CABRERA: Ron, Trump likes to remind people he was not a politician before running for President. Do you think the President really cares about the long-term implications for the Republican Party?

BROWNSTEIN: Here is about the implications for his presidency. And obviously losing the House and/or the Senate would have dire implications for that.

First of all, I think the President at some level is at the root of this entire cultural moment. I understand that the avalanche was triggered by the great reporting of Patrick's colleagues at the "The New York Times" on Harvey Weinstein. But I think behind that is the frustration among many professional women, white collar women in particular over the fact that Donald Trump was elected despite these allegations against him and elected in part with large scale support from blue collar white women, over 61 percent of whom voted for him. And I think that frustration at some level is intertwined with all that we are seeing.

But there's no question that the President has enormously complicated the forward path for Republicans on Roy Moore because before his intervention I think it was pretty clear that even if Roy Moore won there would have been a serious effort to expel him. That takes 67 votes. That takes 19 Republicans. Are there going to be 19 Republicans to vote to do that if he wins. And I'm sure Democrats wish the election had happened already because I think their chances were better closer to the allegations.

If he wins, will there be 19 Republicans willing to break with the President and expel Roy Moore given that the President has open little cast doubt on the allegations at least if not actively, you know, contested them?

So I think this is going to be something that as Lindsey Graham said is going to dominate the first months of 2018 heading into the election year even if Roy Moore wins and it does threaten to exacerbate the problem with the group that moved most sharply away from them which are white collar white women.

CABRERA: All right. Everyone, stay with me. Much more to discuss.

Still ahead, it's a ticking clock. Congress returning to Washington tomorrow with very busy agenda as they are facing all these new allegations, the sexual harassment situation. They still are going to be working on getting tax reform passed. We will discuss how that's going to shake out live here in the CNN NEWSROOM.

(COMMERCIAL BREAK)

[19:29:28] CABRERA: Things look quiet tonight on Capitol Hill, but tomorrow lawmakers return from their thanksgiving break with a lot on their plates and less than a month left in the legislative year. There is the vote on the Senate, Republican reform tax bill possibly as early as Thursday. Lawmakers must also work to avoid a government shutdown here in the nest week or so. All while sexual scandals loom over lawmakers on both sides of the aisles.

So let's bring back Ron Brownstein and Patrick Healy.

I'll start with you Ron. Republicans, they want to keep your eye on the ball, right. They want to get a legislative victory with tax reform. How might these scandals so effect their ability to stay on message during this critical week?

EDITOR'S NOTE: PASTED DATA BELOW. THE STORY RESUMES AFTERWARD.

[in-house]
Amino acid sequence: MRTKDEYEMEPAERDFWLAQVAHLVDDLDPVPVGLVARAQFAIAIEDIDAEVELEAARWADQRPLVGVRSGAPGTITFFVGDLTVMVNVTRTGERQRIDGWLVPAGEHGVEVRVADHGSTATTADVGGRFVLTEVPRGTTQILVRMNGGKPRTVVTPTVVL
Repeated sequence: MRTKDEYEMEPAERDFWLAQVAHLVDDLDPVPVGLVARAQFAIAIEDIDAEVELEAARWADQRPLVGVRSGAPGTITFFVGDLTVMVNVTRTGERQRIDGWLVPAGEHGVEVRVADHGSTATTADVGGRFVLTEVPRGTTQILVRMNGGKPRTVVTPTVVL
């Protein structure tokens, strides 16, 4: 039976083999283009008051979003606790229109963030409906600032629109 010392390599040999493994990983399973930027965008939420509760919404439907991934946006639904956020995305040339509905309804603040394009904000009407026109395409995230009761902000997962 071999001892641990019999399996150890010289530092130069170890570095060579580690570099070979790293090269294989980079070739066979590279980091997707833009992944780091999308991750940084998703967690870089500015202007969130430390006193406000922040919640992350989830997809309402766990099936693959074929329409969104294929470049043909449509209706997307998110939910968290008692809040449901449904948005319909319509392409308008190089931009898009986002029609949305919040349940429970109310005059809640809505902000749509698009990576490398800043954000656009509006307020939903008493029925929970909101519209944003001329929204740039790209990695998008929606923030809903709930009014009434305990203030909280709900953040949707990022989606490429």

[19:30:04] BROWNSTEIN: Well, look. Ronald Reagan cut taxes in the first year of his presidency in 1981. George W. Bush cut taxes in his first year of his presidency in 2001. The odds are high that Republicans will agree on some sort of tax cut. That is what they do in the first year of a new President, a new Republican President.

But look, this is a bill, this specific bill carries I think as much risk as potential reward for them. Obviously failing to pass a tax cut could be any kind of bill could be damaging to them particularly with their base.

On the other hand, we are looking at a bill that by independent analysis would add $1.5 trillion to the federal deficit, increasing the future debt that young people must pay off would still raise taxes on half of all American households by 2027, including a majority of those in the upper middle class, those same voters as we were talking about in the last segment who were pulling away from Republicans under Trump, all to give a substantial tax break to the top one percent and business.

I mean, that is not a formula that is necessarily designed to improve their fortunes going into 2018. And in fact, as you have seen, it has two to one opposition in public polling at this point which is a pretty remarkable position for a tax bill to be in that and that is extensively cutting, you know, peoples' taxes. Americas have looked at this and by in-large, they are not convinced it is going to benefit them.

CABRERA: If that's the case, Patrick, why would so many GOP members say this is the right path if there's as much risk in passing it?

HEALY: Right. I mean, we have seen now a year, first year, you know, under President Trump with legislative setback, legislative failure after failure, after setback after failure. I mean, right now, Republicans have sort of gone all in on their kind of their old chestnut as Ron said. I mean, cut taxes, do it in year one. You have got unitary Republican government, cut taxes. And they believe that this is a win that they can get on the board.